Tempt Me At Twilight, by Lisa Kleypas

>> Thursday, October 29, 2009

TITLE: Tempt Me At Twilight
AUTHOR: Lisa Kleypas

PAGES: 384
PUBLISHER: St. Martin's

SETTING: Victorian England
TYPE: Straight romance
SERIES: 3rd in the Hathaways series, comes after Mine Till Midnight and Seduce Me At Sunrise

REASON FOR READING: I've no idea why, but I haven't read a Kleypas since The Devil in Winter, over 3 years ago. The comments about this one intrigued me enough to come back.

He was everything she'd sworn to avoid.

Poppy Hathaway loves her unconventional family, though she longs for normalcy. Then fate leads to a meeting with Harry Rutledge, an enigmatic hotel owner and inventor with wealth, power, and a dangerous hidden life. When their flirtation compromises her own reputation, Poppy shocks everyone by accepting his proposal-only to find that her new husband offers his passion, but not his trust.

And she was everything he needed…

Harry was willing to do anything to win Poppy-except to open his heart. All his life, he has held the world at arm's length…but the sharp, beguiling Poppy demands to be his wife in every way that matters. Still, as desire grows between them, an enemy lurks in the shadows. Now if Harry wants to keep Poppy by his side, he must forge a true union of body and soul, once and for all...
It all begins with a kleptomaniac ferret. Said ferret belongs to Poppy Hathaway's sister, and has stolen a love letter from her soon-to-be (as soon as he works up the courage to talk to his very disapproving father) fiance Michael. Chasing the ferret through corridors and secret passages of the Rutledge Hotel, where her family always stays while in London, Poppy bumps into Harry Rutledge himself, the mysterious, filthy rich and powerful owner.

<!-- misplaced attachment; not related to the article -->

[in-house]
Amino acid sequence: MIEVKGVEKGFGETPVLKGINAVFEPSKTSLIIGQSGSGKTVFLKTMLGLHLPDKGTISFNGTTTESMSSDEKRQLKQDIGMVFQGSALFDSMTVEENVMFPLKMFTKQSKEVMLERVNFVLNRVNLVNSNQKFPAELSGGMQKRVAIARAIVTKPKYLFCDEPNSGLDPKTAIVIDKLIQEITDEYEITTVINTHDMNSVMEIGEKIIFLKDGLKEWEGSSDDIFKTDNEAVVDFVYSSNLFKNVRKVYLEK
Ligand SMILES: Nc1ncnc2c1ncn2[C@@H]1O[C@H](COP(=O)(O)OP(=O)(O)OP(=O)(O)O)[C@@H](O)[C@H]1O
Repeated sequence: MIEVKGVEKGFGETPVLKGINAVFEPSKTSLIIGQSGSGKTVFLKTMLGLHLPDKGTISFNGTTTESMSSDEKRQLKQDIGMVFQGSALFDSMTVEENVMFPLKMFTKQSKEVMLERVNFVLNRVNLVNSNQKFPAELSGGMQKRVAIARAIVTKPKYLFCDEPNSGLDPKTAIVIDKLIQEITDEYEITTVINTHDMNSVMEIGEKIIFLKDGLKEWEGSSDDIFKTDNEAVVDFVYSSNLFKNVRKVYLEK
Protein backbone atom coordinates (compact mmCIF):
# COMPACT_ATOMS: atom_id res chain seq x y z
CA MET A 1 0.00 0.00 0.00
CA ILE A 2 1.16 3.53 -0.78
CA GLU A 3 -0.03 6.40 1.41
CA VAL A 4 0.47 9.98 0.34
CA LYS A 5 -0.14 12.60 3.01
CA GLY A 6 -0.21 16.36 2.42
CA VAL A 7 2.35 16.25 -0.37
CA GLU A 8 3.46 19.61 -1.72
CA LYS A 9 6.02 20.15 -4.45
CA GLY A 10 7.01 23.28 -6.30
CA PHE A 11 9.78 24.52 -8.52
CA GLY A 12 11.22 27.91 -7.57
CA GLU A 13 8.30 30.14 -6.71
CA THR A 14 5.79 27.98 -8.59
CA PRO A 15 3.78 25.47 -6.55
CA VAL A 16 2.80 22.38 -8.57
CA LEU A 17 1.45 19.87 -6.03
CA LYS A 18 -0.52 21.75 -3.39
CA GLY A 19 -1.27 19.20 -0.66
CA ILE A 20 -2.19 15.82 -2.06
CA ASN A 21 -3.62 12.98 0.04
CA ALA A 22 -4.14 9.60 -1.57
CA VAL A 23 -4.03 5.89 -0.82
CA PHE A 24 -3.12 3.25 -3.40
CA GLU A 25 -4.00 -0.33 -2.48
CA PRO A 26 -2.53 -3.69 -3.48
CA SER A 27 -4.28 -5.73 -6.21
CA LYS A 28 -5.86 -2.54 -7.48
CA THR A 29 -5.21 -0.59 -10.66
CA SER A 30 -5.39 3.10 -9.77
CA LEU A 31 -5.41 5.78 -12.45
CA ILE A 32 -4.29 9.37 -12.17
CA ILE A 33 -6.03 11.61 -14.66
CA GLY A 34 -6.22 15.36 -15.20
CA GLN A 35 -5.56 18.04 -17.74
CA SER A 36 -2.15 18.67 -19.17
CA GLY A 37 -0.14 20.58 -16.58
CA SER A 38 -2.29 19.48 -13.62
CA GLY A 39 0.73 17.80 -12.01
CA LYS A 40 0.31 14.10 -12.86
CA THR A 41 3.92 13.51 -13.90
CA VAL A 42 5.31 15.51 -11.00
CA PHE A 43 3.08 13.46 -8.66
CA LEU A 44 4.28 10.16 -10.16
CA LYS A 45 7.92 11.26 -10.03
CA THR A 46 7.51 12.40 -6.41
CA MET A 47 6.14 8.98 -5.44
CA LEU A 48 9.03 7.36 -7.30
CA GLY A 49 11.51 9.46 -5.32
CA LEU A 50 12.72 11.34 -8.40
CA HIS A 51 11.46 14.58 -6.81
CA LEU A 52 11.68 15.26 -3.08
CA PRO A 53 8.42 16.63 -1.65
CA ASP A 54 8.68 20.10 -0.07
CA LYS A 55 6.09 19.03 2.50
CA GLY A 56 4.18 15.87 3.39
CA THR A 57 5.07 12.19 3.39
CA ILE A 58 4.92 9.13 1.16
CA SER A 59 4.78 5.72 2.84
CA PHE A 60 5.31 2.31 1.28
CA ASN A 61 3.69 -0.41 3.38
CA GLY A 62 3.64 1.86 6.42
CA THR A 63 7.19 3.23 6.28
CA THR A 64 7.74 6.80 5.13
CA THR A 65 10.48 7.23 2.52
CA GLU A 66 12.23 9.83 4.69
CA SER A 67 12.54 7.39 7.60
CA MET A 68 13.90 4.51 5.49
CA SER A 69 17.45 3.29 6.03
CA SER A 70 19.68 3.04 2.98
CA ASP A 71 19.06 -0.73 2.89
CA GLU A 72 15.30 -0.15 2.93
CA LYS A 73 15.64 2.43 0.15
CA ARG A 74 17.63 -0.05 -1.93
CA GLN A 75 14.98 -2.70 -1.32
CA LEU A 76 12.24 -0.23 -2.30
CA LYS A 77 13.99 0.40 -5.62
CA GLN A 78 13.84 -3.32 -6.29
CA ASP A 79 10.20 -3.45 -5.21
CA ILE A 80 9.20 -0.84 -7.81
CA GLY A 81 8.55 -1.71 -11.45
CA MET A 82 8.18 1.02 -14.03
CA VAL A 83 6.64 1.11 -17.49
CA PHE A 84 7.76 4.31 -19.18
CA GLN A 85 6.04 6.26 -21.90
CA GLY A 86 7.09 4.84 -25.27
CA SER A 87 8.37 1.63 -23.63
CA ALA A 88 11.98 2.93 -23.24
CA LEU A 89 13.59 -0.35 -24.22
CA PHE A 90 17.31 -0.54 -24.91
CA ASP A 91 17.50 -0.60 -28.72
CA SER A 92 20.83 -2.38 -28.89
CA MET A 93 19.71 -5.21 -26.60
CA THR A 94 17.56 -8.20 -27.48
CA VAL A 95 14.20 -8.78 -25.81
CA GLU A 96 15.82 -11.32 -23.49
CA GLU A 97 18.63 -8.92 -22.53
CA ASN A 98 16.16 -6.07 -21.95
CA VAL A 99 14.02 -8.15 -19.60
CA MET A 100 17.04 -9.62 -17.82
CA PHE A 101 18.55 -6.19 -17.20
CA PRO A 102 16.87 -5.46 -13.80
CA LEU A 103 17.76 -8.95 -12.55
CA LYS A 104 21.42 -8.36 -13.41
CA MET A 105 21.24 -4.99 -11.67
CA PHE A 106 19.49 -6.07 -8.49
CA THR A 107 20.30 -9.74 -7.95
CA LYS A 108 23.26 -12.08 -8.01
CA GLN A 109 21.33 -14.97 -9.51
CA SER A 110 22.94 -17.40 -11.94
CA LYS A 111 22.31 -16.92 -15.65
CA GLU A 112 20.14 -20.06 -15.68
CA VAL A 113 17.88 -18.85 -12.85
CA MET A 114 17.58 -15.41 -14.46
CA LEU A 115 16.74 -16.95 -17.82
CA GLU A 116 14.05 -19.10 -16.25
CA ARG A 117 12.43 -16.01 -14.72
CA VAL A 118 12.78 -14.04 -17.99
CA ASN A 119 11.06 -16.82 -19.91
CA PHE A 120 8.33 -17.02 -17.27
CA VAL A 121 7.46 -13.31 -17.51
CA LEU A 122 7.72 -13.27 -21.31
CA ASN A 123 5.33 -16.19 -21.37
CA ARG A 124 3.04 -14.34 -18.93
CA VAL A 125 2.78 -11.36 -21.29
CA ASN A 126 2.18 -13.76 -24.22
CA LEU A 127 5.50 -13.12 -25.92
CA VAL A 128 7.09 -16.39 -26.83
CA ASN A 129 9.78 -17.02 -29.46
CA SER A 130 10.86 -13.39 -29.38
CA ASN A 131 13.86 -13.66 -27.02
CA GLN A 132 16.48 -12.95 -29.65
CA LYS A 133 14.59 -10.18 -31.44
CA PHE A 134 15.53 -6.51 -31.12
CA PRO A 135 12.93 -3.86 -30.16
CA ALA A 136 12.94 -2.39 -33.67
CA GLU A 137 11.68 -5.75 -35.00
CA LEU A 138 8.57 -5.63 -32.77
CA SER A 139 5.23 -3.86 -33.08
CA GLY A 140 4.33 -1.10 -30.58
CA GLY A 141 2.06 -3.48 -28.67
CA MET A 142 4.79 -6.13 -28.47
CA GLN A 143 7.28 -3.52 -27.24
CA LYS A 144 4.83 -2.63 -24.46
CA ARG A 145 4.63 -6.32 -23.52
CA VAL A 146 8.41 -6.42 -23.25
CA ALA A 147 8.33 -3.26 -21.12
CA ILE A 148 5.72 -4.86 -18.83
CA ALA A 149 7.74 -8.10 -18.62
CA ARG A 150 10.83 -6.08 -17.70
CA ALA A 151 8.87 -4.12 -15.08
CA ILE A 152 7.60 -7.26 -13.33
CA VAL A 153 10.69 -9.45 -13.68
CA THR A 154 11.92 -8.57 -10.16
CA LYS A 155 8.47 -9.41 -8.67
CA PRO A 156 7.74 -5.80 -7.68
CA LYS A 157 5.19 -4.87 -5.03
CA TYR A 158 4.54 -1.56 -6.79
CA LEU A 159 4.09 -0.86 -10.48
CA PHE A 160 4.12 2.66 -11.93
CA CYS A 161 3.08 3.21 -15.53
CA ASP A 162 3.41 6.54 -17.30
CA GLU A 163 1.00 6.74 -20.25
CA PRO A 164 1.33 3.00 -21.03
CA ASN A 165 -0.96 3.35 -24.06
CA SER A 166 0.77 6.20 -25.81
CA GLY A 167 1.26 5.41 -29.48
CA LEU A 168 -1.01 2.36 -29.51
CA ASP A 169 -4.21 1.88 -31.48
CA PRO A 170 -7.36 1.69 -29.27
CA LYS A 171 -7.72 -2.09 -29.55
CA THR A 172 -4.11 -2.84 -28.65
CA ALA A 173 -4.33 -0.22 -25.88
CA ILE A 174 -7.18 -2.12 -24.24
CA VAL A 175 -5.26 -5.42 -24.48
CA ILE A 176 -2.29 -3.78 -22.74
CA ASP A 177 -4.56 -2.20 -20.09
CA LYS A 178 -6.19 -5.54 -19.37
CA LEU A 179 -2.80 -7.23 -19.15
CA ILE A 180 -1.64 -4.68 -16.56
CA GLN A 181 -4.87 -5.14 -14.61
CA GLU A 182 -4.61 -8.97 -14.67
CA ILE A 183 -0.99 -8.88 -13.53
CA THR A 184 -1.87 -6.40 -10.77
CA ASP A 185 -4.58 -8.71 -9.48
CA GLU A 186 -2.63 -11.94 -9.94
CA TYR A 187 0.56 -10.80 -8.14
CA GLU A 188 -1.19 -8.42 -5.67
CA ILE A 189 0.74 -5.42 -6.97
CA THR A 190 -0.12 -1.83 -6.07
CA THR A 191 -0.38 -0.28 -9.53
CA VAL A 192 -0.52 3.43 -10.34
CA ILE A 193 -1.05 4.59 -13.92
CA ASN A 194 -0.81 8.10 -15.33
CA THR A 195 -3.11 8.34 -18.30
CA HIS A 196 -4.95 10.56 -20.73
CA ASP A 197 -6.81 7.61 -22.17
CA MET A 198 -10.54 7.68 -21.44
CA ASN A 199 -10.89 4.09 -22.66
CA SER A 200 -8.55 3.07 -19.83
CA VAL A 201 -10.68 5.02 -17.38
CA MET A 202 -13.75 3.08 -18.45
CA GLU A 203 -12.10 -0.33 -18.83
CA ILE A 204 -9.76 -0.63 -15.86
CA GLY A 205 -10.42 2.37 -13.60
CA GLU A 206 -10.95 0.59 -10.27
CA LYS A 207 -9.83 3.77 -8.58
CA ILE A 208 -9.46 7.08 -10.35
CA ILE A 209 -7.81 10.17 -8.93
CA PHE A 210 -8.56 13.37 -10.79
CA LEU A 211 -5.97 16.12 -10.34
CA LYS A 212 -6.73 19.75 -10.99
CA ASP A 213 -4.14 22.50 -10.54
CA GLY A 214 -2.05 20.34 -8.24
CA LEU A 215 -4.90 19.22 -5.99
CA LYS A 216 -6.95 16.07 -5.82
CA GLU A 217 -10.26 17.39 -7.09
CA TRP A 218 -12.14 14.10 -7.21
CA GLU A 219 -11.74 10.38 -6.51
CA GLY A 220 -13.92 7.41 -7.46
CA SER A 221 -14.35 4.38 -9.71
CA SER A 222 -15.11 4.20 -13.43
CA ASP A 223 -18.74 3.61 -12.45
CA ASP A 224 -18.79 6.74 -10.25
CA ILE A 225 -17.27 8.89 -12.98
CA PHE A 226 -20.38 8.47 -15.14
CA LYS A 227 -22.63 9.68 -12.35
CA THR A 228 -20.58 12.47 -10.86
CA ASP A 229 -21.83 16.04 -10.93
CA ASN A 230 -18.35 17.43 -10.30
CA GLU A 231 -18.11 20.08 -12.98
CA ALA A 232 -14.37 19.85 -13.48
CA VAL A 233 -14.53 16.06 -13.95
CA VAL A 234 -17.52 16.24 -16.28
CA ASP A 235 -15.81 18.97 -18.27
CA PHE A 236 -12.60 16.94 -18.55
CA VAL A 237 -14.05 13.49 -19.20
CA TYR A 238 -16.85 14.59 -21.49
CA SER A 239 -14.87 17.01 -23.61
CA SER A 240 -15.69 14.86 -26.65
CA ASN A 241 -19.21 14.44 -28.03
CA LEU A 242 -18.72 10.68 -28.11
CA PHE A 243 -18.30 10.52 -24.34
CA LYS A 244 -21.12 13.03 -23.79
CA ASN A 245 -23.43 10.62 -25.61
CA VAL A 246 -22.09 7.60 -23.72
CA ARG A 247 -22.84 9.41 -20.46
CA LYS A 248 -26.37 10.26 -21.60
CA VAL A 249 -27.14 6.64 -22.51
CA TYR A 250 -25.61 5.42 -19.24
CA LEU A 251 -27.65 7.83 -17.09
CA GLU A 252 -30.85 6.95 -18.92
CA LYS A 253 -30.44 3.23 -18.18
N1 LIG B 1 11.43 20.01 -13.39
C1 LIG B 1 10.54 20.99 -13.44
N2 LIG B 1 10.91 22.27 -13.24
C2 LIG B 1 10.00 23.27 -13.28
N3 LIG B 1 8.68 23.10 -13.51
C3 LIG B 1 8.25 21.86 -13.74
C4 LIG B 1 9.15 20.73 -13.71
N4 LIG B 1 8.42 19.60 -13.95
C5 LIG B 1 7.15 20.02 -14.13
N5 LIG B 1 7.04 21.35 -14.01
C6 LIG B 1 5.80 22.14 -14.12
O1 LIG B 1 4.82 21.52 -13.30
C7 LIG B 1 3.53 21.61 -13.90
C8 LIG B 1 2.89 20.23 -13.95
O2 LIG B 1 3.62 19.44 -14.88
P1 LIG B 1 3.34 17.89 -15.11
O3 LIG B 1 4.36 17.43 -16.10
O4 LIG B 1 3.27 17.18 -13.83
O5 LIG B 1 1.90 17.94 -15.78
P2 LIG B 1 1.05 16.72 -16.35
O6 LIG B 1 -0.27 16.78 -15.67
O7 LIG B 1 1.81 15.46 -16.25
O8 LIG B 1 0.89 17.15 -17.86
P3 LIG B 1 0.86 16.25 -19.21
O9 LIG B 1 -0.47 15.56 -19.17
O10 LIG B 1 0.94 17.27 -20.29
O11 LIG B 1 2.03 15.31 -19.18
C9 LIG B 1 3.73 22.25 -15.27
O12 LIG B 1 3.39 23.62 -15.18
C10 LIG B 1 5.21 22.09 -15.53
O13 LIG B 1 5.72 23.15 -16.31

The meeting (especially the kiss that ensues) makes quite an impression on Poppy, but an even bigger one on Harry, who decides he has to have her. And being ruthless, as well as mysterious, filthy rich and powerful, Harry engineers a separation between Poppy and Michael, and then promptly (and not-quite-on-purpose, but almost) compromises her.

Poppy is heartbroken when her engagement to Michael comes to nothing, but she quite likes Harry, and is prepared to make her marriage to him work. Until, that is, she finds out what his role was in the collapse of her love affair.

Why, oh, why have I stayed away from Kleypas for so long? This was good, a lovely, satisfying romance, slightly reminiscent of everyone's favourite Kleypas, Dreaming of You (although I liked Poppy a lot more than Sara and even (*gasp*) Harry more than Derek).

I think what I loved the most was how Harry was so bowled over by his feelings for Poppy that he would do what he did to have her. Having had to be ruthless to be successful in life, the only way he knew to do so was to be ruthless in this, too. I understand why Poppy would have been upset and even why other readers wouldn't like him for it, but I loved it, in a guilty pleasure kind of way. There's a particular bit of dialogue that expresses what I liked perfectly:

"Would you say that you're a good man, Harry?"

He had to think about that. "No," he finally said. "In the fairy tale you mentioned last night, I would probably be the villain. But it's possible the villain would treat you far better than the prince would have."
This imagery of the princess and the villain in the fairy tale came up quite a few times throughout the book, and I found it very effective.

I didn't find their HEA at all doubtful, even knowing that it will still take Harry a few years before his first impulse (and I suppose even his second and third) is to manipulate people ruthlessly whenever he wants something. I actually found this facet of his personality rather endearing, as Poppy seems to.

The Hathaway family features very prominently in the story, both the protagonists of the first two books in the series and the two characters who will star in the next. But even though they're given quite a lot of space, and this is something that tends to annoy me (I'll often wish the author would just concentrate on the story she's telling rather than try to sell the ones she's written / is planning to write), I was fine with it here, possibly because her sisters and her brother are such a big part of Poppy's life that it was only right that they would be a big part of her book. In fact, it actually made me want to read the books in question.



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